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Sarah Delano Pavlik and Tom Pavlik write a monthly column on legal and business issues for the Springfield Business Journal.


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If you keep up with pop culture, you are probably aware of the drama currently surrounding Casey Kasem.  (If you don't keep up with pop culture, Casey Kasem used to host the American Top 40 radio show and was the voice of Shaggy on Scooby Doo, among other things.)  Casey was married to his first wife from 1972 to 1979, and they had three children, Mike, Julie, and Kerri.  He married Jean Kasem in 1980.  They are still married and have one child, Liberty.  (You might remember Jean from Cheers.  She was the tall, dumb blonde married to Carla's ex-husband.)

Casey has been suffering from chronic illnesses, including Parkinson's, cannot speak, and is now near death.  His wife Jean and his children from his first marriage have been fighting in the courts regarding his treatment and access to him.

The public feud began in October of 2013 when his three oldest children picketed in front of his home near Beverly Hills saying that Jean had denied them access to their father for three months.  Daughter Julie then filed a petition asking the California court to appoint her as conservator (which is equivalent to being appointed guardian).  Under California law (and the law of most states), Casey's wife would be first in line to be appointed conservator.  However, Casey had signed a medical power of attorney in 2007 naming Julie as his health care agent.  His California medical power of attorney (like the standard Illinois health care power of attorney) included a provision that if a conservator was ever appointed, Casey requested that his medical agent (Julie) be appointed as the conservator.  The  power of attorney also expressed Casey's wishes that he would not want treatment that "would result in a mere biological existence, devoid of cognitive function, with no reasonable hope for normal functioning."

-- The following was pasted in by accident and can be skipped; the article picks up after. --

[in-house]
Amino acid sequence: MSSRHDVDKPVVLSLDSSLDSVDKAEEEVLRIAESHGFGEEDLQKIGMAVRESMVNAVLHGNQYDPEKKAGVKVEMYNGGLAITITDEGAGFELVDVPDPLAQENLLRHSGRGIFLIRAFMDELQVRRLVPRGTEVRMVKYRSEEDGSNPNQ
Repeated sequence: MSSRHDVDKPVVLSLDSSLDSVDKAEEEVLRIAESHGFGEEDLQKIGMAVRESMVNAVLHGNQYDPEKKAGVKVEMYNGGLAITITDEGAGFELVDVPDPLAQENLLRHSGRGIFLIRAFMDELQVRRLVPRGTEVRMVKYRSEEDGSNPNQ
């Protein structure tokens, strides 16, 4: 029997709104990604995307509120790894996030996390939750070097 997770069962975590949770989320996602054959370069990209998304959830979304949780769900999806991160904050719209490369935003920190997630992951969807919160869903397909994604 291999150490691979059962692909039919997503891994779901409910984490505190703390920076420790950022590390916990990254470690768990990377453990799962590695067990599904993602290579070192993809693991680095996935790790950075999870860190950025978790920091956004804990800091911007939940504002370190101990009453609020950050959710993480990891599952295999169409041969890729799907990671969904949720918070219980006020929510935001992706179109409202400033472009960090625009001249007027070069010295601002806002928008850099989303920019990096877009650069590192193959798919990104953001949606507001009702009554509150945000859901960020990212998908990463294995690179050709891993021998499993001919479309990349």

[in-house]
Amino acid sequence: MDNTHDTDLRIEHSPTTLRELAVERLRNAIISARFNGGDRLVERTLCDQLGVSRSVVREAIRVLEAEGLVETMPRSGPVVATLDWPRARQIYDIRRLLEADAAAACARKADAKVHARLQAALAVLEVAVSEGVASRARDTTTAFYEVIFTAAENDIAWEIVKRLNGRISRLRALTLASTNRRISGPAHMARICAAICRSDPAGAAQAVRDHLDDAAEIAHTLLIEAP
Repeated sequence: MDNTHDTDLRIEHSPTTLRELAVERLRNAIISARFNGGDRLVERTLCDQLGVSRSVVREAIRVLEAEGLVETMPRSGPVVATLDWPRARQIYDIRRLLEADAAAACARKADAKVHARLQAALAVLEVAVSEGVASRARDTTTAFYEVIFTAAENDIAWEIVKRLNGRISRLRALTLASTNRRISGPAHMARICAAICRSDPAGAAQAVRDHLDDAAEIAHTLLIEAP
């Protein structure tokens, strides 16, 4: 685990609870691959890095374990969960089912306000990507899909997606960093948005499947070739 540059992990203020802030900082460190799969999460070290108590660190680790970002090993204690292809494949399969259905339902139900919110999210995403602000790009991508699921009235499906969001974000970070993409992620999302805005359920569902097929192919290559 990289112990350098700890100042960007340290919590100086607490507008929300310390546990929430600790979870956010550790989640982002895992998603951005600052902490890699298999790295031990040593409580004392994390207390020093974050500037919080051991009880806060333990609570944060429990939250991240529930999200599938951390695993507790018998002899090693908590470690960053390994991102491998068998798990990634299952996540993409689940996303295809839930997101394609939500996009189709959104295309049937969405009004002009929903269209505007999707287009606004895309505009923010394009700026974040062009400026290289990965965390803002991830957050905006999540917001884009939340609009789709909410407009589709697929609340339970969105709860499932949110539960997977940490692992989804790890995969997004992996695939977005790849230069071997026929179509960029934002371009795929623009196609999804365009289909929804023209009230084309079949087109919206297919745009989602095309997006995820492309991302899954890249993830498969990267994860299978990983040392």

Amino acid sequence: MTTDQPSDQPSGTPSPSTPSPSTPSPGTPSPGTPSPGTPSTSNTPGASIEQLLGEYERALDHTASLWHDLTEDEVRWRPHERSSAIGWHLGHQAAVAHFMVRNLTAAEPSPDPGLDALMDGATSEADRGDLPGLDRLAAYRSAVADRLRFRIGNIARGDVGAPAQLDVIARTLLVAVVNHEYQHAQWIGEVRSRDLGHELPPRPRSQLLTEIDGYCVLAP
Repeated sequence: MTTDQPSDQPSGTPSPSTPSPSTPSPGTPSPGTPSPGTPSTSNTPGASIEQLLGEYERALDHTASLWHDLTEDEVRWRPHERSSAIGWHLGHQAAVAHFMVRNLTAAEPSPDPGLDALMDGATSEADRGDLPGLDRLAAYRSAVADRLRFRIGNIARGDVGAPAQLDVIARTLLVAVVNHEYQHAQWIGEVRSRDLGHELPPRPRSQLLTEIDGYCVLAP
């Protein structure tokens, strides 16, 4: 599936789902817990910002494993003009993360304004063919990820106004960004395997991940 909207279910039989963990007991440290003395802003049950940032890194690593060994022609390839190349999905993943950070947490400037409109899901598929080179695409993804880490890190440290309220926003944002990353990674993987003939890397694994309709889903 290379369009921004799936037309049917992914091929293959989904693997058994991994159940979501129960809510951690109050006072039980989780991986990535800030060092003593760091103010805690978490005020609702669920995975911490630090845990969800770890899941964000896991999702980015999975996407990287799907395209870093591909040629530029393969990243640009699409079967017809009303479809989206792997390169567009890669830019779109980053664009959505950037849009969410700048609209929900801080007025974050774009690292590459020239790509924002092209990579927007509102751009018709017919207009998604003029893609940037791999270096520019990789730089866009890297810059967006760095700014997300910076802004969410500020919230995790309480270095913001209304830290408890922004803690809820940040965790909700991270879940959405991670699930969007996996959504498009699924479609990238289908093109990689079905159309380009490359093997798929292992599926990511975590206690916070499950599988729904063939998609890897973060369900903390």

The court denied the request for a conservator in November 2013 and ordered Jean and Casey's children to agree on a visitation schedule.  The feuding continued while Casey's condition continued to deteriorate, and Casey "disappeared" in May.  Jean had moved him to an undisclosed location, preventing his children from seeing him.  Jean's lawyer stated that Casey was out of the country.  He was ultimately found in Washington state.

In May the court appointed daughter Kerri as conservator.  Kerri believed it was best for her father and in accordance with his wishes to stop artificial food and hydration, and directed the doctors to do so on June 6.  On June 9 the court ruled that Kerri could not do so, however, after reviewing additional medical information and the recommendation of doctors, the judge ruled on June 11 that the measures could be stopped because they would "at best prolong the dying process for him and will certainly add suffering to an already terribly uncomfortable dying process."